ALTHOUGH THE NHL has been moving into warm-weather markets for almost 50 years, no team has yet shared a marquee with magicians, ventriloquists and Carrot Top. Still, when the proposed Las Vegas franchise, which is expected to become official at a meeting of the league's Board of Governors on Wednesday, debuts in 2017--18, it shouldn't feel too out of place. After all, Quebec native Celine Dion, who sang "O Canada" at the 1992 All-Star Game, performs several times a week 1½ miles away from the yet-to-be-named team's home, T-Mobile Arena.
Putting hockey on Las Vegas Boulevard is sure to add glitz to the league (imagine those rookie dinners) and a nice chunk of change to the league's coffers. The ownership group, led by local businessman Bill Foley, is paying the NHL $500 million in expansion fees, more than six times what it cost Minnesota and Columbus each to join the league 16 years ago.
Vegas is the latest destination in the NHL's southern strategy. Tampa Bay, Florida and Anaheim came aboard in the early 1990s, followed by Nashville and Atlanta. In between, Winnipeg and Hartford relocated to Arizona and North Carolina, respectively. In becoming the first major North American sports league to put a team in Sin City, the NHL had to shun the bid of a former league member, Quebec City.
Now the first generation of Sun Belt babies is coming of age, raised in the shadow of NHL arenas. Take, for instance, the blue line on Team North America's under-23 roster for the World Cup of Hockey, which begins Sept. 17 in Toronto: Among four Canadians and one Michigander are the Flyers' Shayne Gostisbehere, from South Florida, and the Blue Jackets' Seth Jones, who was born in Texas when his dad, Popeye, played for the NBA's Mavericks. "Look throughout the Sun Belt at all the kids who are starting to make it," says forward Chris Brown, a native of Flower Mound, Texas, who is in the Rangers' organization. "Something's got to be clicking."
It certainly is for 18-year-old Auston Matthews. Assuming the Maple Leafs follow consensus opinion at this weekend's draft, Matthews will become the seventh U.S.-born player to go No. 1 overall, the first since the Blackhawks took Patrick Kane in 2007 and the first from a warm-weather region. Between Matthews's heritage—his mother, Ema, is from Mexico—his Phoenix-area roots and his decision to play last season in Switzerland, no one has traveled a road like Matthews has to the draft.
Matthews, who also made the under-23 World Cup team and starred for the U.S. in the 2016 world championships, grew up attending Coyotes games on his uncle's season tickets. "The next morning Auston would play hockey under the table with two pencils and a bottle cap," says his mom. When Auston got a Coyotes jersey on his sixth birthday, Ema told him that if he worked really hard, he could get a college scholarship for playing hockey. "He looked at me and said, 'But I want to play in the NHL,'" says Ema.
Matthews skated with local teams until he was 16, when he moved to the U.S. national development team program in Ann Arbor, Mich., a step taken by many of the country's most promising talents. When it came time to choose between college and junior hockey routes—the WHL's Everett (Wash.) Silvertips owned his rights—Matthews signed with the Zurich Lions. No other North American prospect had done so. "It was never really about being a pioneer," Matthews says. "There's not one way to make it."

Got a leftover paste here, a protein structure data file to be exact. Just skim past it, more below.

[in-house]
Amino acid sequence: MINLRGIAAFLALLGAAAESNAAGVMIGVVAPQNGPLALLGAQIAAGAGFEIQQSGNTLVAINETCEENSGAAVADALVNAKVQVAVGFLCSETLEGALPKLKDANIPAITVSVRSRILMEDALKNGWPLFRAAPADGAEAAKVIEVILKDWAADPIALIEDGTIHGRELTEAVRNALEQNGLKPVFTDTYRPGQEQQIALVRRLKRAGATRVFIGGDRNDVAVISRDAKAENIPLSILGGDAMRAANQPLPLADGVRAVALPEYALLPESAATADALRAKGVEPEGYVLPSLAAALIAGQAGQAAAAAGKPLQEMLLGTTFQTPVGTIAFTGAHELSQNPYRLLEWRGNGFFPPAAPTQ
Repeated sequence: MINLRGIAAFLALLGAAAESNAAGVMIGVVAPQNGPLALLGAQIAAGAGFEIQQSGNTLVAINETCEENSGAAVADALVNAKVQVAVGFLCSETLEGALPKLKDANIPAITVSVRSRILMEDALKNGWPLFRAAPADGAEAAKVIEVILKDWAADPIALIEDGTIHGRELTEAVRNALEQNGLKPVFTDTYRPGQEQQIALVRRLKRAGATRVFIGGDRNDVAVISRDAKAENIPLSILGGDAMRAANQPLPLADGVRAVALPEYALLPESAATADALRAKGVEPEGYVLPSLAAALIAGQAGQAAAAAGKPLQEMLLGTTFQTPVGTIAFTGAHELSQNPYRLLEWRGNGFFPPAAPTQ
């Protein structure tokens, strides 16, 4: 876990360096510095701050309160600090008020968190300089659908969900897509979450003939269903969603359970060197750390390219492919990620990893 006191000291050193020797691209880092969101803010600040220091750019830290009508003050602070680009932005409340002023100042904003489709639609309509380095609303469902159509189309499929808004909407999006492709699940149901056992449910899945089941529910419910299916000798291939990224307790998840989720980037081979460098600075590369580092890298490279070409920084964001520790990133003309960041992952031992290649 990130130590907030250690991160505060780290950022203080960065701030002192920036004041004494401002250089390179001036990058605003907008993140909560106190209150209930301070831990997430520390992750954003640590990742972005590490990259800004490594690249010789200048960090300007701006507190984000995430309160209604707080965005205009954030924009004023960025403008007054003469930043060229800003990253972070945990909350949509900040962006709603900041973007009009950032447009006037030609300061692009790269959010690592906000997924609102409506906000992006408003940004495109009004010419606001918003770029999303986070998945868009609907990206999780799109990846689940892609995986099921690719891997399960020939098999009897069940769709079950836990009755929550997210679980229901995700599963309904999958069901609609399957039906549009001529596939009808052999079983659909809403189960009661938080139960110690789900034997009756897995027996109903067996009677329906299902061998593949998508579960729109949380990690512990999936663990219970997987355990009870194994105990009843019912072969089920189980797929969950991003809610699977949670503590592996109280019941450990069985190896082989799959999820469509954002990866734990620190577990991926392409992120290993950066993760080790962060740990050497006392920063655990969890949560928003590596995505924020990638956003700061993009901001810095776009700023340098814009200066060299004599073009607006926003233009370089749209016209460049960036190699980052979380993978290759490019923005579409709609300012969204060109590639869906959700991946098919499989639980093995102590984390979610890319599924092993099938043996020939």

Indeed, there have never been more ways to make it. According to USA Hockey, the total number of youth and adult players over the past decade in Florida has leaped 42%; in California, 75%. Next fall Arizona State will begin its first season as a Division I program. The lure of milder winters has many former NHLers retiring to the region, where their protégés are growing the sport's talent base. Such is the case with former Panthers teammates Olli Jokinen, Tomas Vokoun and Radek Dvorak, who earlier this year opened the South Florida Hockey Academy.
It has taken the southern strategy a while to bear fruit. The on-ice products have been consistently successful—four of the past 11 Stanley Cup champions are from south of the Mason-Dixon Line, and this season's playoffs featured all three California clubs, both Florida teams, Dallas and Nashville. But Sun Belt TV ratings generally rank in the league's lower half, as do attendance figures. Last November, when Forbes released its list of franchise values, the bottom six were Tampa Bay, Nashville, Columbus, Carolina, Phoenix and, last, Florida.
But Vegas is a land of hopes and dreams. Even before the NHL's executive committee reportedly recommended expansion there last week, season-ticket presales had passed 14,000 and every luxury suite at the privately financed arena was booked. But what matters most, of course, in attracting eyeballs and keeping them is a competitive product. Only certain species take root in the desert.
"What you're looking for early on is, Does the sport itself become attractive in the marketplace so youth-hockey participation becomes first relevant and then strong?" NHL deputy commissioner Bill Daly says. "At the end of the day, it'll be a function of how many NHL players those markets start producing."
With prospects like Matthews, that day is coming soon.
Even before the NHL's executive committee reportedly recommended Vegas for expansion, every luxury suite was booked.
Winning bid paid by an anonymous buyer at auction last Saturday for the mask worn by U.S. goalie Jim Craig during the 1980 Lake Placid Olympics.
Goals allowed by Mexico in a 7--0 loss to Chile in the Copa America quarterfinals last Saturday. El Tri had not allowed that many goals in a match since 1928, when they lost 7--1 to Spain.
Attendance at Tropicana Field in St. Petersburg last Friday for Pride Night at the Rays-Giants game, Tampa Bay's largest regular-season crowd since 2006.
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